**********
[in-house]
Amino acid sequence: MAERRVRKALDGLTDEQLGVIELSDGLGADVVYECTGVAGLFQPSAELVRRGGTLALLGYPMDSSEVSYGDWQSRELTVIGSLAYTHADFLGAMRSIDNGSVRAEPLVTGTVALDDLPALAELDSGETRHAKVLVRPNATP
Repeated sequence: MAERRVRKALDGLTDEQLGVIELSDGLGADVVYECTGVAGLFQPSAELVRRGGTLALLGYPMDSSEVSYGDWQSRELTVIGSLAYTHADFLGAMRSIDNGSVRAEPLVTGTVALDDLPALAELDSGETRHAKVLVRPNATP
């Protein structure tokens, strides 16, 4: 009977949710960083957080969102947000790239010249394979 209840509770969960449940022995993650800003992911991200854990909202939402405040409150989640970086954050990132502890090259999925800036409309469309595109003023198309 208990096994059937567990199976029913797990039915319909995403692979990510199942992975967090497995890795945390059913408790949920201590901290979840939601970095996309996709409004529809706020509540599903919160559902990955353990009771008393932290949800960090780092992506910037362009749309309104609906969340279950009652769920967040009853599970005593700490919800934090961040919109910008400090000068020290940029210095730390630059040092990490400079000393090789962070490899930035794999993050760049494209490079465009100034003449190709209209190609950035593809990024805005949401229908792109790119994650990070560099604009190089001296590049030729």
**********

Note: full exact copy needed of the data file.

[in-house]
Amino acid sequence: MAERRVRKALDGLTDEQLGVIELSDGLGADVVYECTGVAGLFQPSAELVRRGGTLALLGYPMDSSEVSYGDWQSRELTVIGSLAYTHADFLGAMRSIDNGSVRAEPLVTGTVALDDLPALAELDSGETRHAKVLVRPNATP
Repeated sequence: MAERRVRKALDGLTDEQLGVIELSDGLGADVVYECTGVAGLFQPSAELVRRGGTLALLGYPMDSSEVSYGDWQSRELTVIGSLAYTHADFLGAMRSIDNGSVRAEPLVTGTVALDDLPALAELDSGETRHAKVLVRPNATP
């Protein structure tokens, strides 16, 4: 009977949710960083957080969102947000790239010249394979 209840509770969960449940022995993650800003992911991200854990909202939402405040409150989640970086954050990132502890090259999925800036409309469309595109003023198309 208990096994059937567990199976029913797990039915319909995403692979990510199942992975967090497995890795945390059913408790949920201590901290979840939601970095996309996709409004529809706020509540599903919160559902990955353990009771008393932290949800960090780092992506910037362009749309309104609906969340279950009652769920967040009853599970005593700490919800934090961040919109910008400090000068020290940029210095730390630059040092990490400079000393090789962070490899930035794999993050760049494209490079465009100034003449190709209209190609950035593809990024805005949401229908792109790119994650990070560099604009190089001296590049030729």